The presence of a dormancy/nondormancy cycle was investigated in spores of the winter, annual, liverwort, Sphacrocarpos texanus. To test for loss of dormancy, mature laboratory-derived spores were held at three daily alternating incubation temperature regimes (thermoperiods) of 35/20, 30/15, and 25/15°C. For 22 intervals (varying from one week to 91 weeks), spores were transferred from each of these three thermoperiods onto a wet substrate in a germination chamber hem at 16/10°C. Loss of dormancy, indicated by the spores ability to germinate, increased as the length of time spores kept in the incubation thermoperiods increased. Loss of dormancy in spores hem at 35/20°C increased faster than spores held at 30/15 and 25/15°C. Spores held at each of the three thermoperiods germinated best when transferred to 16/10°C and failed to germinate when transferred to 35/20 and 30/15°C. Spores subjected to simulated seasonal temperature changes were induced back into secondary dormancy when subjected to low temperatures. The loss of dormancy and subsequent induction of dormancy suggest that S. texanus has a dormancy/nondormancy spore cycle similar to that found in seeds of obligate winter annuals.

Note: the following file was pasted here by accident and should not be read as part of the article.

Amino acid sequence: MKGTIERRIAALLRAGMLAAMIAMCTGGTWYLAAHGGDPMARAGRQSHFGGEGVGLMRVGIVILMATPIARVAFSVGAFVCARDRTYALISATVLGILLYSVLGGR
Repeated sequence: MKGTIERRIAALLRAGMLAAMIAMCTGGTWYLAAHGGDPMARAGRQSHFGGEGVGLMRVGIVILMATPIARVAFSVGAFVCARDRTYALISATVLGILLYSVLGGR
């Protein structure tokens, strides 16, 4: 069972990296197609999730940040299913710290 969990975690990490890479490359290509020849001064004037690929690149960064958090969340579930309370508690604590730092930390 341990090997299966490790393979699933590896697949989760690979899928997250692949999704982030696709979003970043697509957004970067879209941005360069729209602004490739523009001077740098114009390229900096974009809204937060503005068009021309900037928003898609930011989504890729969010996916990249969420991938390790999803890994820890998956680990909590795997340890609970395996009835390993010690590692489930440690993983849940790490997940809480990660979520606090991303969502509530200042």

|Number of pages||7|
|State||Published - 1999|
ASJC Scopus subject areas
- Ecology, Evolution, Behavior and Systematics
- Plant Science